In a previous article in April, I made the argument that TUI AG (OTCPK: TUIFF) could see short to medium term challenges due to rising fuel prices and flight disruptions due to staff shortages.
Since then, the stock has fallen by almost 40%:
While the macroeconomic environment has been challenging, I want to assess whether TUI has significant rebound potential going forward – due to a potentially growing disconnect between price and financial performance.
Looking at the revenue performance over the last quarter, we can see that Markets & Airlines has by far generated the largest portion of revenue.
However, comparing performance to 2019 levels, we can see that Markets & Airlines revenues have rebounded strongly to levels close to those seen that year.
In particular, the Spanish market (including the Canary Islands) accounted for more than a third of total turnover.
External revenue broken down by destination: October 2021 to March 2022
External revenue broken down by destination: October 2020 to March 2021
From a balance sheet perspective, we can see that the company’s quick ratio – or a measure of the company’s ability to pay current liabilities without needing to sell inventory – rose from 0.61 in September 2019 to 0.46 in March 2022.
|Period||March 2022||September 2021||March 2021||September 2020||March 2020||September 2019|
Source: Figures taken from TUI historical half-yearly financial reports (2019 – present). Quick ratio calculated by the author.
In this regard, we can see that although revenue has rebounded strongly, it has affected the company’s liquidity to some extent. While investors are likely to be willing to temporarily tolerate lower levels of cash as long as revenue rebounds, there will come a time when investors want to make sure the company is generating enough cash relative to expenses. Cash and cash equivalents themselves increased from just over €1 billion in March 2020 to over €1.5 billion in March 2022 (with cash levels in 2019 slightly above €1.7 billion).
Additionally, looking at TUI’s historical earnings per share, we can see that earnings per share have been negative for the past five years when we look at the half-year results:
|Period||H1 2018||H1 2019||H1 2020||H1 2021||H1 2022|
|Earnings per share||-0.48||-0.58||-1.51||-1.83||-0.47|
Source: Figures taken from TUI historical half-yearly financial reports (2019 – present).
From the above, we can see that while TUI managed to pull off a strong revenue rebound, negative earnings growth was an issue even before the pandemic.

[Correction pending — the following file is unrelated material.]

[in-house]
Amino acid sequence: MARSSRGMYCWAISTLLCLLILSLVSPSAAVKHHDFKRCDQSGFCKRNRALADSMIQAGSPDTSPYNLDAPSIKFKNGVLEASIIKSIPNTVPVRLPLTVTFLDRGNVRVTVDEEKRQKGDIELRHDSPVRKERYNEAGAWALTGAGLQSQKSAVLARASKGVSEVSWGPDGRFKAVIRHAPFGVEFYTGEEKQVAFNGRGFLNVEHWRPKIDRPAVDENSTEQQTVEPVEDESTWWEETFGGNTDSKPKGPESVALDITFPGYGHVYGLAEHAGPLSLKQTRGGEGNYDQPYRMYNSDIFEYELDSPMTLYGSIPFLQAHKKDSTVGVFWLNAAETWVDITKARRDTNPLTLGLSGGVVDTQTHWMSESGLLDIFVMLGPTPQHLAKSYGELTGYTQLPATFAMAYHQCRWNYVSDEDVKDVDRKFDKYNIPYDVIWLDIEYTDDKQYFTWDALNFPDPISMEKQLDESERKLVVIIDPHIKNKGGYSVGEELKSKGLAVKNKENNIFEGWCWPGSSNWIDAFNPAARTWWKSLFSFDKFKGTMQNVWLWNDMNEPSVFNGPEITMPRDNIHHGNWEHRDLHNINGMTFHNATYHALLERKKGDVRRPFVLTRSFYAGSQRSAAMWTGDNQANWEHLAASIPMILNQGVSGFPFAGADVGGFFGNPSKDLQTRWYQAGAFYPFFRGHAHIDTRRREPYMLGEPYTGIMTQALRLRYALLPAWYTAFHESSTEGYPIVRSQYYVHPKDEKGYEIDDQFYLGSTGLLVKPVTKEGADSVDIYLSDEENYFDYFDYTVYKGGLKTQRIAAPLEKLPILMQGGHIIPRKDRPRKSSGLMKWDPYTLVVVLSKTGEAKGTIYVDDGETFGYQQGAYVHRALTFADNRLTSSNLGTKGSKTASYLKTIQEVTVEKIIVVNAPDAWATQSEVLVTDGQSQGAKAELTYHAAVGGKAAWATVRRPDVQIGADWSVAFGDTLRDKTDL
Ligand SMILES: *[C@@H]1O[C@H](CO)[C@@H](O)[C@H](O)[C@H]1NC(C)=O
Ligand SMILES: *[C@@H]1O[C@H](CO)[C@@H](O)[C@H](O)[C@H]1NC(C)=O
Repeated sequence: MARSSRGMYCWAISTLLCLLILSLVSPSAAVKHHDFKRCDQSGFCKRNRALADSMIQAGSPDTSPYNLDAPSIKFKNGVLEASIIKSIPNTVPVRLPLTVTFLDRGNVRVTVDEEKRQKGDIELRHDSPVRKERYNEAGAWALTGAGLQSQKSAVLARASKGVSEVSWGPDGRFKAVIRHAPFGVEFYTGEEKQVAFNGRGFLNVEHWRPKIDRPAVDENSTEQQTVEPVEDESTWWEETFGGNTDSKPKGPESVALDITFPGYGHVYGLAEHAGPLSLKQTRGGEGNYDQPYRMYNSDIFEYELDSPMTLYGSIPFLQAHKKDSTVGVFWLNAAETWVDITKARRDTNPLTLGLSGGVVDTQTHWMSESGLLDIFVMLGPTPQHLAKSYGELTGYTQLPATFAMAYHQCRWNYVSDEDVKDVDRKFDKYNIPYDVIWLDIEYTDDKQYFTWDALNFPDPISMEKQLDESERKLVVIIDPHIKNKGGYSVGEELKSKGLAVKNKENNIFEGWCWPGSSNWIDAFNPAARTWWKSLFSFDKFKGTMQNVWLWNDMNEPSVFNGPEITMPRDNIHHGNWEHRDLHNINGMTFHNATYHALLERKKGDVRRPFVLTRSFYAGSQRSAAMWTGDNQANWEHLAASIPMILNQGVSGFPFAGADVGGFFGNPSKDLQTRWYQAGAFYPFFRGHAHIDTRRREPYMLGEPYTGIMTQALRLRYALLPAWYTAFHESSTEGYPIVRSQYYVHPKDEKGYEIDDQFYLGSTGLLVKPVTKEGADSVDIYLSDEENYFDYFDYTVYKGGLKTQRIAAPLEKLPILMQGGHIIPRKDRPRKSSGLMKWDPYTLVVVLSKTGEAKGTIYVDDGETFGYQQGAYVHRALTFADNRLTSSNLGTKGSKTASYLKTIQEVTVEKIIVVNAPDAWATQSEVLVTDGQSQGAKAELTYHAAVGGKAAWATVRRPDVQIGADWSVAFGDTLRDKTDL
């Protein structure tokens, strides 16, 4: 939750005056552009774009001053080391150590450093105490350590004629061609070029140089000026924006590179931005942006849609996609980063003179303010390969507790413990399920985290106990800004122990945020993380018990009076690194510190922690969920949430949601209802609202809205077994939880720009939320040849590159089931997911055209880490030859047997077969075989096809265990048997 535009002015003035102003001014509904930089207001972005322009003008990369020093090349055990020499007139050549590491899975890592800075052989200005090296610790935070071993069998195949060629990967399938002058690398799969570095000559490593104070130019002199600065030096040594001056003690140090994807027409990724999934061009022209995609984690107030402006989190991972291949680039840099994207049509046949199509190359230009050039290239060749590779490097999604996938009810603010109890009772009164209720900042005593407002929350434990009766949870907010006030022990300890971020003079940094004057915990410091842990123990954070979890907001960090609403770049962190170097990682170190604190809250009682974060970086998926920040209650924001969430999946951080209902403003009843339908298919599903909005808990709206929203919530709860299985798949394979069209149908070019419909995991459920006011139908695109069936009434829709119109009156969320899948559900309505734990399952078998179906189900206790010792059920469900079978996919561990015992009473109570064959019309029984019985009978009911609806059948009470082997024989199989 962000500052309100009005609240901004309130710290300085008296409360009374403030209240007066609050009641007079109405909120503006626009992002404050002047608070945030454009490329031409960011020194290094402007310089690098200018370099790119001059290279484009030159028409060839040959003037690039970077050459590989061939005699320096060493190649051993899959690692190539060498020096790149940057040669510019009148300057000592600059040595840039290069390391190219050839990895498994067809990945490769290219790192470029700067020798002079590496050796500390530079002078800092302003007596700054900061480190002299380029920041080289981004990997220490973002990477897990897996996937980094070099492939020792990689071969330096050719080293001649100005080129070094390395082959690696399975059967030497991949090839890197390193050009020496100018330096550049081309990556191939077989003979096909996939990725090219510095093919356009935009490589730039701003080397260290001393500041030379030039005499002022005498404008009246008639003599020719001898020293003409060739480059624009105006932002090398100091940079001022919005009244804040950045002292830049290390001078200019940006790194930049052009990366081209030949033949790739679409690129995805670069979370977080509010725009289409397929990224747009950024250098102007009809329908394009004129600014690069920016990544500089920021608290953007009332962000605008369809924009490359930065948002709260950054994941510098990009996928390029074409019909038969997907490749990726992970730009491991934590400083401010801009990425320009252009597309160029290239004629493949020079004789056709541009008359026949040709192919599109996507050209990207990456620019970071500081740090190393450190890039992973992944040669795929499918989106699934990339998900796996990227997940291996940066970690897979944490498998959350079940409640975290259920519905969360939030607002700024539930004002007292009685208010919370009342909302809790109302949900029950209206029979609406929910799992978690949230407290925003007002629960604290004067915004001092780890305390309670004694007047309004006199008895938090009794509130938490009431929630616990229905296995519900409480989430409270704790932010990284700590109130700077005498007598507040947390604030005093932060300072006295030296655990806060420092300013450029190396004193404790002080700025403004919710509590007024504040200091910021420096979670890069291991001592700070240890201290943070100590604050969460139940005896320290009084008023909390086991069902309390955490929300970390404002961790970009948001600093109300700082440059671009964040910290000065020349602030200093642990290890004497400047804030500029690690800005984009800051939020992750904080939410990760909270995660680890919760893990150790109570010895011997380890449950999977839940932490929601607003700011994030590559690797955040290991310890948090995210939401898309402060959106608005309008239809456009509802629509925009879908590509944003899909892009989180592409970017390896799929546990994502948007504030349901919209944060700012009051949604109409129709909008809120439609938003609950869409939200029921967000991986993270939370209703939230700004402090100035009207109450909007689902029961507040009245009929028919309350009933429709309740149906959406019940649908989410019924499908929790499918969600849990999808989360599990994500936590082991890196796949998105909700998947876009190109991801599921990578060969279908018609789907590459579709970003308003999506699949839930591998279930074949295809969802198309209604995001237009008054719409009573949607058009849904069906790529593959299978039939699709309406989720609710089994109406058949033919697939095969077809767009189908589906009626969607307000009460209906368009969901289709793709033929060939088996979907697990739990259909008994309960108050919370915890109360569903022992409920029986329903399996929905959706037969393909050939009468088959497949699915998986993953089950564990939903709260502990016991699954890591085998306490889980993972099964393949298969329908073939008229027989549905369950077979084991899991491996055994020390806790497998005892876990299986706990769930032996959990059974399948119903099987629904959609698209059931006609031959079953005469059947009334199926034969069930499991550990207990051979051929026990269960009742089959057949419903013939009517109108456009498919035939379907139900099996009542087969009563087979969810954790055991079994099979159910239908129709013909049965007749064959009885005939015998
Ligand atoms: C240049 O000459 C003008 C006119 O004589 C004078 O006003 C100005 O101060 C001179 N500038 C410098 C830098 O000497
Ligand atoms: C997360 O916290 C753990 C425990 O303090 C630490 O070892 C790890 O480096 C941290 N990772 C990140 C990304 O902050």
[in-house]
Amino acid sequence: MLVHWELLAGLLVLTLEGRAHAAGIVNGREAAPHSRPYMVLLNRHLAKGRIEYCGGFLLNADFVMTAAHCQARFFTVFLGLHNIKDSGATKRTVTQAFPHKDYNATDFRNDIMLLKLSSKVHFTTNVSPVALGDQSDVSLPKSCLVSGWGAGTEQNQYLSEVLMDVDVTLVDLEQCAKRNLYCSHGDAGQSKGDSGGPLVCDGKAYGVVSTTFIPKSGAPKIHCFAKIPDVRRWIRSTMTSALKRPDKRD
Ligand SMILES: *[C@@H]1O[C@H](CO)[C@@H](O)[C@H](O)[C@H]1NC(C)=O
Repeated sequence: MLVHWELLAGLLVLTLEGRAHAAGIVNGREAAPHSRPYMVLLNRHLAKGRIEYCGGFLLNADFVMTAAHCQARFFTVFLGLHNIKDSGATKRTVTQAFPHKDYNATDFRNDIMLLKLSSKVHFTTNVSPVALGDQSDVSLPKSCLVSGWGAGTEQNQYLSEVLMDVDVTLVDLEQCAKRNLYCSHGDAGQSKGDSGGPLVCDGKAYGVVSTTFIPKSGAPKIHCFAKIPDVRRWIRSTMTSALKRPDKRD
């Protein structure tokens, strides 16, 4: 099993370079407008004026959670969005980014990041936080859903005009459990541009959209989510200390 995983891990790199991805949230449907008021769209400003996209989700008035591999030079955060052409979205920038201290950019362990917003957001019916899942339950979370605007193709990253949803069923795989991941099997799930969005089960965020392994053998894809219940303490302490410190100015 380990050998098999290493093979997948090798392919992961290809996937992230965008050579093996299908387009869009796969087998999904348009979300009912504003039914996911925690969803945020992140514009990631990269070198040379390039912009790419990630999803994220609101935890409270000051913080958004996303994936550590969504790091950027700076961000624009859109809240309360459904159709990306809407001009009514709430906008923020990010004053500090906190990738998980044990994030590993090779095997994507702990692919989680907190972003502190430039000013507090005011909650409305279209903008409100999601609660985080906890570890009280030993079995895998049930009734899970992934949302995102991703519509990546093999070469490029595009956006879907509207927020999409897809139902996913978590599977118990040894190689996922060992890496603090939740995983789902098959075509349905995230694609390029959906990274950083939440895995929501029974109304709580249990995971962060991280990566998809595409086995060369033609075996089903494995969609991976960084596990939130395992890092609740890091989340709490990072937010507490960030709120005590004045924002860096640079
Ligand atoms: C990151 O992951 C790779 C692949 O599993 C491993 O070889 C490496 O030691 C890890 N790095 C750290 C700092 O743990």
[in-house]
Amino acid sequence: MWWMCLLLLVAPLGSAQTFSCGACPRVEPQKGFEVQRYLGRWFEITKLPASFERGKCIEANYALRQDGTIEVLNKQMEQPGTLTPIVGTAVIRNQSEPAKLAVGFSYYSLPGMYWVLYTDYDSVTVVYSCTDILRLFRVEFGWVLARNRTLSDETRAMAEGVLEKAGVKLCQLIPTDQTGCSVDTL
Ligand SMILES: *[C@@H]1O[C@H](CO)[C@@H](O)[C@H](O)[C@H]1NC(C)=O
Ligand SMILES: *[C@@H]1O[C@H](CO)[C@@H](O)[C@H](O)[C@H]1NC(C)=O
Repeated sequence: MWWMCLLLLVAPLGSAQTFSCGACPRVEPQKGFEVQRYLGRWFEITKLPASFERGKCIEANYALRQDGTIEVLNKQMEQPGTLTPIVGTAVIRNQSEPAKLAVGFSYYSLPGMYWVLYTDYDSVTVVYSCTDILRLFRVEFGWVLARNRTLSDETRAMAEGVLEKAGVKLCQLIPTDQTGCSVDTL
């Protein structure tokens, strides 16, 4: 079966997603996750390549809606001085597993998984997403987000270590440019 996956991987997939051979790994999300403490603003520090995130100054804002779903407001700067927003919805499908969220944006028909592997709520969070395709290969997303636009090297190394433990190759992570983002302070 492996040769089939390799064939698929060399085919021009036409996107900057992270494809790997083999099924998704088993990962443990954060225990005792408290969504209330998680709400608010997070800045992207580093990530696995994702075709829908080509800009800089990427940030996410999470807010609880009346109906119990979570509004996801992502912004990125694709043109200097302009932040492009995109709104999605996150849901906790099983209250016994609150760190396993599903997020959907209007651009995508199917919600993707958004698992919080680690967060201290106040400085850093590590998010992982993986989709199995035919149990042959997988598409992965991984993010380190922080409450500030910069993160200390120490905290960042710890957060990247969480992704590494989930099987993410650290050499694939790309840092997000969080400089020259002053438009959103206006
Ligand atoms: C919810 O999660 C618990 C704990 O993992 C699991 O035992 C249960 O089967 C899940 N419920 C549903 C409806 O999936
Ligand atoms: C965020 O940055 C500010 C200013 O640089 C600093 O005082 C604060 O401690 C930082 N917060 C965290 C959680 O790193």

From this point of view, we see that the share price has generally been on a downward trajectory since 2015:
As I mentioned in my previous article, rising fuel prices could significantly increase the cost of sales in the years to come. While TUI may be able to return to pre-pandemic sales levels, it will cost the company more to make those sales. The fact that the quick ratio has yet to recover to 2019 levels is disheartening.
TUI has also been under pressure due to staff shortages, leading to last-minute cancellations of many flights. Since Markets & Airlines represents the bulk of the company’s revenue, costs related to flight cancellations are likely to affect the company to a greater extent than travel agencies which are less exposed to this segment of the business. ‘industry.
Therefore, despite encouraging growth in segments such as hotels and resorts thanks to rising average daily rates and resilient occupancy levels, such growth is unlikely to offset the pressure on the markets and the airlines.
The main challenge for TUI going forward will be to strengthen Markets & Airlines revenues sufficiently to increase overall profits. The rebound we have seen so far is encouraging. However, the company faces a challenging environment going forward as rising costs are expected to impact earnings. Although the company has seen a strong rebound in cash growth since 2020, investors will also want to see evidence that this growth remains sufficient to cover short-term liabilities.
To conclude, I consider TUI as a detention for the moment. In my view, the stock’s strong rebound in Markets & Airlines earnings does not make the stock a sell at this time.
However, I would watch for strong growth in both earnings per share and quick ratio over the next year as evidence that the company can translate revenue growth into bottom line.
If we see evidence of this, there could be potential for the stock to rebound from here. That said, if sales growth in the next quarter were to fall short of expectations, then the stock could face a further decline.